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This title in other editions

Listen Again: A Momentary History of Pop Music


Listen Again: A Momentary History of Pop Music Cover


Synopses & Reviews

Publisher Comments:

Arguing that pop music turns on moments rather than movements, the essays in Listen Again pinpoint magic moments from a century of pop eclecticism, looking at artists who fall between genre lines, songs that sponge up influences from everywhere, and studio accidents with unforeseen consequences. Listen Again collects some of the finest presentations from the celebrated Experience Music Project Pop Conference, where journalists, musicians, academics, and other culturemongers come together once each year to stretch the boundaries of pop music culture, criticism, and scholarship.

Building a history of pop music out of unexpected instances, critics and musicians delve into topics from the early-twentieth-century black performer Bert Williams's use of blackface, to the invention of the Delta blues category by a forgotten record collector named James McKune, to an ER cast member's performance as the Germs' front man Darby Crash at a Germs reunion show. Cuban music historian Ned Sublette zeroes in on the signature riff of the garage-band staple "Louie, Louie." David Thomas of the pioneering punk band Pere Ubu honors one of his forebears: Ghoulardi, a late-night monster-movie host on Cleveland-area TV in the 1960s. Benjamin Melendez discusses playing in a band, the Ghetto Brothers, that Latinized the Beatles, while leading a South Bronx gang, also called the Ghetto Brothers. Michaelangelo Matos traces the lineage of the hip-hop sample "Apache" to a Burt Lancaster film. Whether reflecting on the ringing freedom of an E chord or the significance of Bill Tate, who performed once in 1981 as Buddy Holocaust and was never heard from again, the essays reveal why Robert Christgau, a founder of rock criticism, has called the EMP Pop Conference "the best thing that’s ever happened to serious consideration of pop music."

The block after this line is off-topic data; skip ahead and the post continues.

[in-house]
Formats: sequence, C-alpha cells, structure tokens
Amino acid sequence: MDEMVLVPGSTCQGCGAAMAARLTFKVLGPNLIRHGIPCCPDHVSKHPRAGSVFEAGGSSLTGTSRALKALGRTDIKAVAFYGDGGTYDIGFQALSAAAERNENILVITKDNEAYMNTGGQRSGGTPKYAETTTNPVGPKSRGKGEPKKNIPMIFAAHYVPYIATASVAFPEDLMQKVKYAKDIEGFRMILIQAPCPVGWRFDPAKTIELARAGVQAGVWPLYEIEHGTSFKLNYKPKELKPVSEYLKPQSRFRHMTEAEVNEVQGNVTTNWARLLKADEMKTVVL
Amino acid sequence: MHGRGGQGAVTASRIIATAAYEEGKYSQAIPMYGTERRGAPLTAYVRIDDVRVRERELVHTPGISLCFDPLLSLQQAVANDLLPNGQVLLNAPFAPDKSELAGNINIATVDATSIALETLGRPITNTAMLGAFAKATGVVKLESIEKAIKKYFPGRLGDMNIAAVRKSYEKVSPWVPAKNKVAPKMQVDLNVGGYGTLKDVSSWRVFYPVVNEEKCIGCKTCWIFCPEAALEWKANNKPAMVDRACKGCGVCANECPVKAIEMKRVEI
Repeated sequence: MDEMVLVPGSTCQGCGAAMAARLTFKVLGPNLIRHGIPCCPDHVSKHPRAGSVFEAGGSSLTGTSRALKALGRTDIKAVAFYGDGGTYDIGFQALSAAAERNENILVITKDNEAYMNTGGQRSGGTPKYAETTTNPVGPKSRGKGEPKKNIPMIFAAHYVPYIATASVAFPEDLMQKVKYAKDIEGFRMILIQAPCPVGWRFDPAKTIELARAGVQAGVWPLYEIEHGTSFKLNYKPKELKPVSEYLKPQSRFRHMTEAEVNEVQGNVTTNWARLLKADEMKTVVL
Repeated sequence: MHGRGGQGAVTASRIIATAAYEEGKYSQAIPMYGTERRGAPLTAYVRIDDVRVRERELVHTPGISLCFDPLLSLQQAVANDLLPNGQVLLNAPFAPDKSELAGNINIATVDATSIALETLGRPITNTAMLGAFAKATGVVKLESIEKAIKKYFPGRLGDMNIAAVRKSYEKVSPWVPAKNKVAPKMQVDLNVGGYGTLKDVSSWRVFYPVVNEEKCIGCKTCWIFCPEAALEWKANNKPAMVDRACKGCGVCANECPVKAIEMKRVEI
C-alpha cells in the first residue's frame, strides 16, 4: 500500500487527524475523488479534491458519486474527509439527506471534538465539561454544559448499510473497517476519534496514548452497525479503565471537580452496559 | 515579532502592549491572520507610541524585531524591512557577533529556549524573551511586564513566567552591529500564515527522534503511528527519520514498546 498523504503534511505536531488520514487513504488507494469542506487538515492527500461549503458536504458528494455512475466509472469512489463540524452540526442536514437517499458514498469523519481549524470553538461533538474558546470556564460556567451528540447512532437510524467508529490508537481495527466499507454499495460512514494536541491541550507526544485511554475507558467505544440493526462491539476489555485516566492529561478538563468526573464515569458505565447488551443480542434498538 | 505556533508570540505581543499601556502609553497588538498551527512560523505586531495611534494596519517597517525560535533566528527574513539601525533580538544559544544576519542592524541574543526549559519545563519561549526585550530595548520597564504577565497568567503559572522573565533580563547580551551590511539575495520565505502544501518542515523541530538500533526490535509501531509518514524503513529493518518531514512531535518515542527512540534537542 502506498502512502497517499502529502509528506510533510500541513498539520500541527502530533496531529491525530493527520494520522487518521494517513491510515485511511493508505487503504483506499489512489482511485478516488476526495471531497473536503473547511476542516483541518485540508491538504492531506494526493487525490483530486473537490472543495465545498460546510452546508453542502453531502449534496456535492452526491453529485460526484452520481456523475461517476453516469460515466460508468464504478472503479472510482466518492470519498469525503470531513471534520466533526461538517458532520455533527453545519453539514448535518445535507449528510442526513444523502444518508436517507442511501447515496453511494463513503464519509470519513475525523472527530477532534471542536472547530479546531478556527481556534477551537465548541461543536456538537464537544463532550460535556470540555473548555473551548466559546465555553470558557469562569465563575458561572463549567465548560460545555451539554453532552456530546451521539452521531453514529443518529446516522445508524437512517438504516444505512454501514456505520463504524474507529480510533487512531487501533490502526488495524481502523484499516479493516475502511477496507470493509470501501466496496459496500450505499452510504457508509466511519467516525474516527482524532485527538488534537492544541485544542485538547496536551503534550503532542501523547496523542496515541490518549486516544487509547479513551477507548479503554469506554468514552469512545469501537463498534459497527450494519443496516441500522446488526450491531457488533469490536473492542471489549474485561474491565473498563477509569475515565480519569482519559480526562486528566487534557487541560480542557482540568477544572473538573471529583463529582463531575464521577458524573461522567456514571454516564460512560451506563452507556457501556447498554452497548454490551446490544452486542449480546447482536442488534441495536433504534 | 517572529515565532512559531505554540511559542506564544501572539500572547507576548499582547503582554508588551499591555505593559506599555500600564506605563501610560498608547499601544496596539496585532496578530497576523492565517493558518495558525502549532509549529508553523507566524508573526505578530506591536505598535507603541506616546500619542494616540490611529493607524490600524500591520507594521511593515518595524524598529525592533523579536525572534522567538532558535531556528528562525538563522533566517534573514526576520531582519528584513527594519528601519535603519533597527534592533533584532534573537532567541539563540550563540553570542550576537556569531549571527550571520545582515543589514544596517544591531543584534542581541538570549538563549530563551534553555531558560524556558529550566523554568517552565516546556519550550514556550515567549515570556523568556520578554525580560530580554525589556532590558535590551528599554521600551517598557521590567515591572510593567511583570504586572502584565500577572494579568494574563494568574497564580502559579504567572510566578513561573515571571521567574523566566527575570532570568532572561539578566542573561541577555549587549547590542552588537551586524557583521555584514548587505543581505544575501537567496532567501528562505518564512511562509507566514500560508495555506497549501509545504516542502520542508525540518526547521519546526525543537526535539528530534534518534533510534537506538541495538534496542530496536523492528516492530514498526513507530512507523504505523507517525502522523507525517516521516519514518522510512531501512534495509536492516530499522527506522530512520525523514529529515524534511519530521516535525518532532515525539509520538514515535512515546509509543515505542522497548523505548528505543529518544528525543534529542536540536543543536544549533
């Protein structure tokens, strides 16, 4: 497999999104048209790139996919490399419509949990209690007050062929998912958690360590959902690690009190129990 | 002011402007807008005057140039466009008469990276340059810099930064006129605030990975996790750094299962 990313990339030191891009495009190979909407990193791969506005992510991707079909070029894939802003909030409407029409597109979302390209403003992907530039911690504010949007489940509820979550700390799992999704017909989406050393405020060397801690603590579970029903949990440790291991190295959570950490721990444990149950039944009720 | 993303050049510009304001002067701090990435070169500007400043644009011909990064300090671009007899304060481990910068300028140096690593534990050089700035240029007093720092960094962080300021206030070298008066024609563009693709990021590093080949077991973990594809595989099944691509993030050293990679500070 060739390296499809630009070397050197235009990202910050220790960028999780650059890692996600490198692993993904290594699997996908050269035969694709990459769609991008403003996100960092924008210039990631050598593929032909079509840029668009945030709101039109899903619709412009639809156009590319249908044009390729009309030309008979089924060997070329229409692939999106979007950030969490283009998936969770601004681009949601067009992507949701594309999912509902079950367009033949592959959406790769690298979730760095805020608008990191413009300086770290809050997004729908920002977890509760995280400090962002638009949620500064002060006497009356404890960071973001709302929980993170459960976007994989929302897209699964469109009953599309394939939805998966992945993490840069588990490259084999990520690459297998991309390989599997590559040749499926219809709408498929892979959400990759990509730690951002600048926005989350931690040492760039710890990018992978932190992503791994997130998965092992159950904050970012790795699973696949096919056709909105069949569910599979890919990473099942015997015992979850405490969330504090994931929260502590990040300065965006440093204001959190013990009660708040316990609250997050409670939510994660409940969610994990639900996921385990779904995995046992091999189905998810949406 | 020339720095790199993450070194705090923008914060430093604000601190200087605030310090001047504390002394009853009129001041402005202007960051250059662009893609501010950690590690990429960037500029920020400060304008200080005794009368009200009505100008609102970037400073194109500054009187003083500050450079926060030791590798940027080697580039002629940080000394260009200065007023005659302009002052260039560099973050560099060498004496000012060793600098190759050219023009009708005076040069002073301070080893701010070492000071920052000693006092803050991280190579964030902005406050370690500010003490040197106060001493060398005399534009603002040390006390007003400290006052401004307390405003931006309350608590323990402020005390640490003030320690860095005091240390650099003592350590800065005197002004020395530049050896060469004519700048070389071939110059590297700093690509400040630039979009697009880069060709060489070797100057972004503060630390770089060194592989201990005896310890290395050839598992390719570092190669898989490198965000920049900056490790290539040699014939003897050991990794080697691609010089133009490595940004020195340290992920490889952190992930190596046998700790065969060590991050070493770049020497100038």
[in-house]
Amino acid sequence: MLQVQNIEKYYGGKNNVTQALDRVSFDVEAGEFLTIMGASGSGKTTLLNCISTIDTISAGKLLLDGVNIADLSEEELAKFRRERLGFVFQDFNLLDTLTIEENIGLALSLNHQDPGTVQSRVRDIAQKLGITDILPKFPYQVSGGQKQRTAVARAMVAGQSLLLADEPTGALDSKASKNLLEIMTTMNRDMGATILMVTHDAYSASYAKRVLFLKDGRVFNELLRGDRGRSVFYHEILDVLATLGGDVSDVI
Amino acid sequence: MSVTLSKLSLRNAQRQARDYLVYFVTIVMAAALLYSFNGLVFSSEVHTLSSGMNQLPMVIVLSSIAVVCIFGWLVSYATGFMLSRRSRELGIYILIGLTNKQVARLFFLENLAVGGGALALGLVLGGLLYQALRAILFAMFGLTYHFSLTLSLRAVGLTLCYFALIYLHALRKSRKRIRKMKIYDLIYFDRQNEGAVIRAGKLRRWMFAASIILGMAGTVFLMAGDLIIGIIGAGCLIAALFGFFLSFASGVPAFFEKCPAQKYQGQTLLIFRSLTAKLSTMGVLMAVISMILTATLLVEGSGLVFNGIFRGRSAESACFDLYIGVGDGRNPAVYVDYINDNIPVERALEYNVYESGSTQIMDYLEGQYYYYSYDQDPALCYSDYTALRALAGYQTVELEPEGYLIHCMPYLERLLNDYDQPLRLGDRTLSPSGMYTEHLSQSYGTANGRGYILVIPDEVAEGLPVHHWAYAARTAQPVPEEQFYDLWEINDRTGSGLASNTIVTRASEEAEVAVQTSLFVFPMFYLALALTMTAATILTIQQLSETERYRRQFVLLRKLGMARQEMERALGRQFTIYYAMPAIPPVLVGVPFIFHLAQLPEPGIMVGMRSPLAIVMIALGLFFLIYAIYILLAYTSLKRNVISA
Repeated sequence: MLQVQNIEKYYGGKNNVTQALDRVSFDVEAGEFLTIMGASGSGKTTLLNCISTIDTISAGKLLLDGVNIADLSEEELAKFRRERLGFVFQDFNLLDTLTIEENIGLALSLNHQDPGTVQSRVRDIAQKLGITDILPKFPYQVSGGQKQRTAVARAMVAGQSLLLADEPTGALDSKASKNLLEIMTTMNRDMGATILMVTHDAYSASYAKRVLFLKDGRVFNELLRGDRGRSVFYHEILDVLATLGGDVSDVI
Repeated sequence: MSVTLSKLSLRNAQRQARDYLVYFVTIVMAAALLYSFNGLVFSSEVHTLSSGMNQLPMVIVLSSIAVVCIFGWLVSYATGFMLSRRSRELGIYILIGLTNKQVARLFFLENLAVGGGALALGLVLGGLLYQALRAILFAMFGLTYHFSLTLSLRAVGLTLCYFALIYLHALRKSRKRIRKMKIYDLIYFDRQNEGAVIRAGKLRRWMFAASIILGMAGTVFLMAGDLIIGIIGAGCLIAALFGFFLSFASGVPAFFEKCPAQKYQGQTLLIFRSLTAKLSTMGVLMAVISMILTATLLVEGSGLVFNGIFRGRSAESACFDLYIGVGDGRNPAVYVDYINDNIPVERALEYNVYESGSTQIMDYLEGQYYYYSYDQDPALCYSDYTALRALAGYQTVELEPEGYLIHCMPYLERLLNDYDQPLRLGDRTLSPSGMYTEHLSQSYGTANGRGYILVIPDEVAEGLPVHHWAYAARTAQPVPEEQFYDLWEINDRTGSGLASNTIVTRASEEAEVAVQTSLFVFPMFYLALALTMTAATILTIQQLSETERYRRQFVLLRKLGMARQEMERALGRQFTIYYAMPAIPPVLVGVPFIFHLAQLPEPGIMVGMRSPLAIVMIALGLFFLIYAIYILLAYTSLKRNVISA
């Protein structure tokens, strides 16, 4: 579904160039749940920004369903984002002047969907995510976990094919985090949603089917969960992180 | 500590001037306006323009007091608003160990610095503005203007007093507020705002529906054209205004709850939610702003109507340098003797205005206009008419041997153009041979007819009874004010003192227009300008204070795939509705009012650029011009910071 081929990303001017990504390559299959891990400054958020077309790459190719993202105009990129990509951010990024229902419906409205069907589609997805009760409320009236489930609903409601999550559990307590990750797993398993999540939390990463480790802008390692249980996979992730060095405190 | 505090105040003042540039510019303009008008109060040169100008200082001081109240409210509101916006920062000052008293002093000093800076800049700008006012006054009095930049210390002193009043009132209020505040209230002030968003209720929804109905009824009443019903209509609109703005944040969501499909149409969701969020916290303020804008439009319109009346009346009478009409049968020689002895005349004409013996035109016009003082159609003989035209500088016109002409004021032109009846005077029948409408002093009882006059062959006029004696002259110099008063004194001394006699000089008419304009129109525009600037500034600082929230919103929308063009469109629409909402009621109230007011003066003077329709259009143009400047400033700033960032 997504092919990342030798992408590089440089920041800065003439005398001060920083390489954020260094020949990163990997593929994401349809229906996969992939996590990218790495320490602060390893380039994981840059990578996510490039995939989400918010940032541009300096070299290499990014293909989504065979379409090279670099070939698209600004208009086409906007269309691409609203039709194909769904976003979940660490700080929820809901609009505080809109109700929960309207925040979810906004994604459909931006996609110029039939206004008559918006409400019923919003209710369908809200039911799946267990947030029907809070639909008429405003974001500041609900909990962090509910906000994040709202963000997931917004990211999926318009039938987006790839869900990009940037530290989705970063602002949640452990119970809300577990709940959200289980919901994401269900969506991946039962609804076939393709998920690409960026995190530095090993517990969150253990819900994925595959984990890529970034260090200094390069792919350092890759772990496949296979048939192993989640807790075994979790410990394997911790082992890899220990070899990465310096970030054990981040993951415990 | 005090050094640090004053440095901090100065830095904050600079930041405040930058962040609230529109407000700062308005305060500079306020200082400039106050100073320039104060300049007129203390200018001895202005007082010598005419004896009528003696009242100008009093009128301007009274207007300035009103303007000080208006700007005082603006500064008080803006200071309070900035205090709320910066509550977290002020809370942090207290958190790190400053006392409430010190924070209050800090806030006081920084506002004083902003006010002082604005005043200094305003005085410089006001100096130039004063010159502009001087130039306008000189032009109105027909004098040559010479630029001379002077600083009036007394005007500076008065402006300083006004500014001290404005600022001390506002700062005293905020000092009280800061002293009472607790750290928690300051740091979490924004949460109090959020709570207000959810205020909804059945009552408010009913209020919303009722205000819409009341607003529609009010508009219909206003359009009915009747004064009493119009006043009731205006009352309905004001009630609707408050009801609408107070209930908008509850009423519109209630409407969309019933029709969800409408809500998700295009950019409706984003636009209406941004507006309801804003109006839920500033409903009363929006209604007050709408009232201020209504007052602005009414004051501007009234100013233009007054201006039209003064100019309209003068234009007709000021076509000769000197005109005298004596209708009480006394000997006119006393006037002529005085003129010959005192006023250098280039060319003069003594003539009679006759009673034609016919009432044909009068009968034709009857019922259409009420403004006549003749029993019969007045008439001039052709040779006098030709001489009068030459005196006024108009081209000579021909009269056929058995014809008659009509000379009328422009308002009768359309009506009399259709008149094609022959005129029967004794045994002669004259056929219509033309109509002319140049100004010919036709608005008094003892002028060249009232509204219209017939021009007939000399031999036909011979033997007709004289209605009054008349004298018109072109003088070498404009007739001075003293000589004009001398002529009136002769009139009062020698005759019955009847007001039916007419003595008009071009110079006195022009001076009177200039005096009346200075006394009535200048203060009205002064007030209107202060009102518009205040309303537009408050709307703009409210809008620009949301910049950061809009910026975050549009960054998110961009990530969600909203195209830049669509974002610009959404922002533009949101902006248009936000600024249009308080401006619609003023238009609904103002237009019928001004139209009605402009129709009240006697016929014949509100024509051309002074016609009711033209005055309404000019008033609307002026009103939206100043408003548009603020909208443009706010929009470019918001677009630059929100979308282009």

Contributors: David Brackett, Franklin Bruno, Daphne Carr, Henry Chalfant, Jeff Chang, Drew Daniel, Robert Fink, Holly George-Warren, Lavinia Greenlaw, Marybeth Hamilton, Jason King, Josh Kun, W. T. Lhamon, Jr., Greil Marcus, Michaelangelo Matos, Benjamin Melendez, Mark Anthony Neal, Ned Sublette, David Thomas, Steve Waksman, Eric Weisbard.


"The EMP papers are a text radio, spilling out evidence of so many strange brilliant forays into the starry night of our common culture. Here's where my American history — and yours — goes to find itself." Jonathan Lethem, author of You Don't Love Me Yet


Collection of essays on the history of pop music.

About the Author

Eric Weisbard is the organizer of the annual Experience Music Project Pop Conference. He was curator and senior manager of the Experience Music Project from 2001 until 2005. Before that, he worked as an editor and contributing writer at Spin and The Village Voice. He is the author of Use Your Illusion I and II and the editor of This Is Pop: In Search of the Elusive at Experience Music Project and the Spin Alternative Record Guide.

Product Details

Weisbard, Eric
Duke University Press
Lhamon, W. T., Jr.
Hamilton, Marybeth
Sublette, Ned
Kun, Josh
History and criticism
Popular music
Genres & Styles - Pop Vocal
History & Criticism - General
Popular music -- History and criticism.
History & Criticism *
Music-Popular Performers
Edition Description:
Trade Paper
Publication Date:
13 photographs, 13 illustrations
9.25 x 6.13 in

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Related Subjects

Arts and Entertainment » Music » General History
Arts and Entertainment » Music » Genres and Styles » Pop Vocal
Arts and Entertainment » Music » History and Criticism
History and Social Science » World History » General
Science and Mathematics » History of Science » General

Listen Again: A Momentary History of Pop Music New Trade Paper
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$25.95 In Stock
Product details 336 pages Duke University Press - English 9780822340416 Reviews:
"Review" by , "The EMP papers are a text radio, spilling out evidence of so many strange brilliant forays into the starry night of our common culture. Here's where my American history — and yours — goes to find itself."
"Synopsis" by ,
Collection of essays on the history of pop music.
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